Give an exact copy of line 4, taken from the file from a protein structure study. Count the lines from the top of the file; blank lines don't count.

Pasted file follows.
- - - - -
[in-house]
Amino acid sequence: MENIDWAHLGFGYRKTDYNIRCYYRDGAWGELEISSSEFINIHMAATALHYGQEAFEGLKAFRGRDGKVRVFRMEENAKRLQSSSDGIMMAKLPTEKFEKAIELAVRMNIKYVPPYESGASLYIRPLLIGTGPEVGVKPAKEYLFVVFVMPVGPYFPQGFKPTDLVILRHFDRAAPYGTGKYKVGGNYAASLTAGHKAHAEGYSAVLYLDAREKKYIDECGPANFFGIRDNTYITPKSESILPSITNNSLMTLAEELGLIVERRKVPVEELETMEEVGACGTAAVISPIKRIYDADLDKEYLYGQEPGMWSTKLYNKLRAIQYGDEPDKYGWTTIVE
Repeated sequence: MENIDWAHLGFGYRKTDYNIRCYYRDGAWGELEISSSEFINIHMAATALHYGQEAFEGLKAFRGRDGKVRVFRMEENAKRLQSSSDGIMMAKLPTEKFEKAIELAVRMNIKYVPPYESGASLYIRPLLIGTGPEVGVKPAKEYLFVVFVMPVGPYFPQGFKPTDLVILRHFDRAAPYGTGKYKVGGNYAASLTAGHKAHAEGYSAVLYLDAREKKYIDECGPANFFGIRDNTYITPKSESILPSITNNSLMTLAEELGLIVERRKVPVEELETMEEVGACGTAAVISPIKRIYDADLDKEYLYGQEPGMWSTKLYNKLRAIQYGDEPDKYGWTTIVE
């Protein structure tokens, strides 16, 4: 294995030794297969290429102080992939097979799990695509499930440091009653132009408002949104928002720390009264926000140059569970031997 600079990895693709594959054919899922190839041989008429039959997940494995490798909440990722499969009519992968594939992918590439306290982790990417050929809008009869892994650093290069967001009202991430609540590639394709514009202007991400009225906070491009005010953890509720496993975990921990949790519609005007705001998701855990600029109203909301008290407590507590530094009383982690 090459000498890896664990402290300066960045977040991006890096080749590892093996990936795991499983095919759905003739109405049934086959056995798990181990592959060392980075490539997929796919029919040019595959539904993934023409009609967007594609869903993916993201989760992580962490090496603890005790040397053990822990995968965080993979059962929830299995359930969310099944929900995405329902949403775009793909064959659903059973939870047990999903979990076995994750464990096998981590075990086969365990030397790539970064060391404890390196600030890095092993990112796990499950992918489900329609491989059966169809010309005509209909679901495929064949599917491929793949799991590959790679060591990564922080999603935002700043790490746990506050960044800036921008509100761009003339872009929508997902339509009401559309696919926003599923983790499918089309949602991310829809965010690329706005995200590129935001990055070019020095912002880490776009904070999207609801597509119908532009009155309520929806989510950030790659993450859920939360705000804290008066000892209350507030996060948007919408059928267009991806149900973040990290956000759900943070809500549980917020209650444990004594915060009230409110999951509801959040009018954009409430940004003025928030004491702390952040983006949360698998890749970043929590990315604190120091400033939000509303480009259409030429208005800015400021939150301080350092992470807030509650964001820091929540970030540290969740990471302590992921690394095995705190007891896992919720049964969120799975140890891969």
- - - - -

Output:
């Protein structure tokens, strides 16, 4: 294995030794297969290429102080992939097979799990695509499930440091009653132009408002949104928002720390009264926000140059569970031997 600079990895693709594959054919899922190839041989008429039959997940494995490798909440990722499969009519992968594939992918590439306290982790990417050929809008009869892994650093290069967001009202991430609540590639394709514009202007991400009225906070491009005010953890509720496993975990921990949790519609005007705001998701855990600029109203909301008290407590507590530094009383982690 090459000498890896664990402290300066960045977040991006890096080749590892093996990936795991499983095919759905003739109405049934086959056995798990181990592959060392980075490539997929796919029919040019595959539904993934023409009609967007594609869903993916993201989760992580962490090496603890005790040397053990822990995968965080993979059962929830299995359930969310099944929900995405329902949403775009793909064959659903059973939870047990999903979990076995994750464990096998981590075990086969365990030397790539970064060391404890390196600030890095092993990112796990499950992918489900329609491989059966169809010309005509209909679901495929064949599917491929793949799991590959790679060591990564922080999603935002700043790490746990506050960044800036921008509100761009003339872009929508997902339509009401559309696919926003599923983790499918089309949602991310829809965010690329706005995200590129935001990055070019020095912002880490776009904070999207609801597509119908532009009155309520929806989510950030790659993450859920939360705000804290008066000892209350507030996060948007919408059928267009991806149900973040990290956000759900943070809500549980917020209650444990004594915060009230409110999951509801959040009018954009409430940004003025928030004491702390952040983006949360698998890749970043929590990315604190120091400033939000509303480009259409030429208005800015400021939150301080350092992470807030509650964001820091929540970030540290969740990471302590992921690394095995705190007891896992919720049964969120799975140890891969």